Now, all parts of England will now be under those curbs and most schools will be closed for most pupils. Some restrictions, however, will be a little less onerous than those imposed last March, when the virus was marching unrelentingly through Europe and the country first locked down.
This time, people in England will still be allowed to meet one other person to exercise together outside, and places of worship will remain open, as will playgrounds. Elite professional soccer matches will continue, although some matches have had to be canceled lately after players were infected.
For critics, Monday’s developments illustrated Johnson’s tendency to postpone decisions until the last moment, partly to balance public health issues with the concerns of many in his ruling Conservative Party who fear the devastating impact wrought by the pandemic on the economy.
On Sunday, after Johnson used a BBC interview to warn that new restrictions were likely, the leader of the opposition Labour Party, Keir Starmer, called for immediate new national restrictions.
But Monday morning, Johnson initially appeared to resist being forced into a quick decision, insisting, as he made a hospital visit, that the government was still measuring the impact of the toughest tier of restrictions already in place. However, he acknowledged that there were “tough” weeks to come, added that there was “no question” that harsher measures would be forthcoming and said that those would be announced “in due course.”
Even within his own Conservative Party the pressure grew too, with a senior lawmaker and former health secretary, Jeremy Hunt, writing on Twitter that it was “time to act,” and to “close schools, borders, and ban all household mixing right away.”
The essential lesson to be drawn from the handling of the pandemic was that “countries that act early and decisively save lives and get their economies back to normal fast,” he added.
Medical experts said Johnson had little choice but to impose more draconian measures, given the rapid spread of the new variant. Some said the prime minister was already behind the curve, given how the number of cases and hospital admissions had skyrocketed in the last week.
“He’s already late,” said Devi Sridhar, head of the global public health program at the University of Edinburgh. “The situation is dire with the new variant. They have to manage borders, pause schools and stop mixing between households.”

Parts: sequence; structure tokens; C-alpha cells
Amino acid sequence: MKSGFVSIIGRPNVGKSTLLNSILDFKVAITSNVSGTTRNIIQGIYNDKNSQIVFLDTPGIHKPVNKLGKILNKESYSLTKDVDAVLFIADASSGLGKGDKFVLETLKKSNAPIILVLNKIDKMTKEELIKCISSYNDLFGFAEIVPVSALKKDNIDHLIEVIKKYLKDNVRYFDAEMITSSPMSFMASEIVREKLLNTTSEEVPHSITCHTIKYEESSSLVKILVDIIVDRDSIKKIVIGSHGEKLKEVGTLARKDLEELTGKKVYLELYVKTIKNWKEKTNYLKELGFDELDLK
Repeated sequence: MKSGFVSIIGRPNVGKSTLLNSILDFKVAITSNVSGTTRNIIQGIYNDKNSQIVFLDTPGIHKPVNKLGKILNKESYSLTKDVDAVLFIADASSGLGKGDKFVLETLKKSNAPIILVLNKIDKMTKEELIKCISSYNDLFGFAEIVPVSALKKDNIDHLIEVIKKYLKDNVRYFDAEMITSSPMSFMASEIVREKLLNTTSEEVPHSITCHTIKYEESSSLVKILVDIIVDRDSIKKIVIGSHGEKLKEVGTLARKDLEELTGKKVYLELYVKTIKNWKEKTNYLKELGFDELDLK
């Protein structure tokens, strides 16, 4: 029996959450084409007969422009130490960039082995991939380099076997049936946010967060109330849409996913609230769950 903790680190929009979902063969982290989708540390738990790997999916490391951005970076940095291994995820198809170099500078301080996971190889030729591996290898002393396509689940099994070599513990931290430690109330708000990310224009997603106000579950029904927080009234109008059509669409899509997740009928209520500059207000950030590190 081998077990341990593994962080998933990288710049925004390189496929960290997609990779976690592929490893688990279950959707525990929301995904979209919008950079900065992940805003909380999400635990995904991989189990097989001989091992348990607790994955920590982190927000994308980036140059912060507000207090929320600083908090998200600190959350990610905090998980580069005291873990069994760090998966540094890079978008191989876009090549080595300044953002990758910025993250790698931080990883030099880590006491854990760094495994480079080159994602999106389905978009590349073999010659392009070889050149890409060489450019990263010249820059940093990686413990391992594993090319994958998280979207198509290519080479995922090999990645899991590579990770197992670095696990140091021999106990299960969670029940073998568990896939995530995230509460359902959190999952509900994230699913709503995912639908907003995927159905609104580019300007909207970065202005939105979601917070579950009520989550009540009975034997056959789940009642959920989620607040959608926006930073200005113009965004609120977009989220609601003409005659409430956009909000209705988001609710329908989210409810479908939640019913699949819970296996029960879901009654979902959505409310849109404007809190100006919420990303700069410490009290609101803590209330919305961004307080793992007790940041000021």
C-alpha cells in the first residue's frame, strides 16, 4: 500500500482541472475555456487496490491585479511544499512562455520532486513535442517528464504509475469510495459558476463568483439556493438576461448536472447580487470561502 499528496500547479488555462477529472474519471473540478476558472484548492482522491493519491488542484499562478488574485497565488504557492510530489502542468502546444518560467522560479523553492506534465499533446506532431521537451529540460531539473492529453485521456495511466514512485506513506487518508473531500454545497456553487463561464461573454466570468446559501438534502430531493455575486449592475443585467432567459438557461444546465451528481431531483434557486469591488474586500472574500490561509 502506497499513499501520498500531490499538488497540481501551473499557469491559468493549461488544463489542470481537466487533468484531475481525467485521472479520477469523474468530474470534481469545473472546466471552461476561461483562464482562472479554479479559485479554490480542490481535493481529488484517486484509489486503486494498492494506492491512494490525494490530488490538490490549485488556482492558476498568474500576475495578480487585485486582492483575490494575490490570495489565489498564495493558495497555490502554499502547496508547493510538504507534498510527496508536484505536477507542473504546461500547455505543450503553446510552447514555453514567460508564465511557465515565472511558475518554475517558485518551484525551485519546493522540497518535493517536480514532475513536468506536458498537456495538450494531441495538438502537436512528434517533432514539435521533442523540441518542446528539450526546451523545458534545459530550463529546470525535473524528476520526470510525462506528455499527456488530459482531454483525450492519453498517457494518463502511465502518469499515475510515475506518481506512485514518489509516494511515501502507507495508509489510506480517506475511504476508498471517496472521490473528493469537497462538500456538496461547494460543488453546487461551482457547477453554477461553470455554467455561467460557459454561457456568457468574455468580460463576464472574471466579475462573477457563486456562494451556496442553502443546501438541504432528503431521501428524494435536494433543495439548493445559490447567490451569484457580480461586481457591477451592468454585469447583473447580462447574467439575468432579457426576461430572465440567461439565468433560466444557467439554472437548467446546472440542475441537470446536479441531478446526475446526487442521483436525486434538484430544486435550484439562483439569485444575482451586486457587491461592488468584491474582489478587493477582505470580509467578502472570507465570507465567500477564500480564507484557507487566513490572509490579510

The government’s own scientific advisory panel, known as SAGE, recommended on Dec. 22 that Britain consider a national lockdown, as well as closing schools and universities. It said that the variant was on its way to becoming the dominant strain of the coronavirus in many parts of the country.
New infections have surged to a rate of almost 60,000 a day, double the rate of a few weeks ago.
Hospital admissions have doubled in London every week since the beginning of December, Christina Pagel, director of the clinical operational unit at the University College London, wrote on Twitter. With 75,024 deaths, Britain already has the highest death toll in Europe, and medical experts warn that the toll, after growing more modestly over the summer, will begin spiking again.
Others are concerned at the constant changes in messages from a government that has often appeared to be reacting to fast-moving events, rather than anticipating them.
After last year’s national lockdown, the government promised to do all it could to keep schools open. But the return of students Monday after the winter vacation was plunged into confusion as some schools in areas where infections were high were asked to close, while some head teachers decided to do so on their own. In some cases that was because too many staff members were sick, in others it was after reports that children could be more vulnerable to the new variant than to the original virus.
One teaching union called for all primary schools to move to remote learning for the first two weeks of January except for classes that cater to vulnerable children and the families of key workers.
After days of chaos over the school policy, Johnson on Monday reluctantly and belatedly fell into line with that suggestion.
“Parents whose children were in school today may reasonably ask why we did not take this decisions sooner,” he said, adding that “the answer is simply that we have been doing everything in our power to keep schools open.”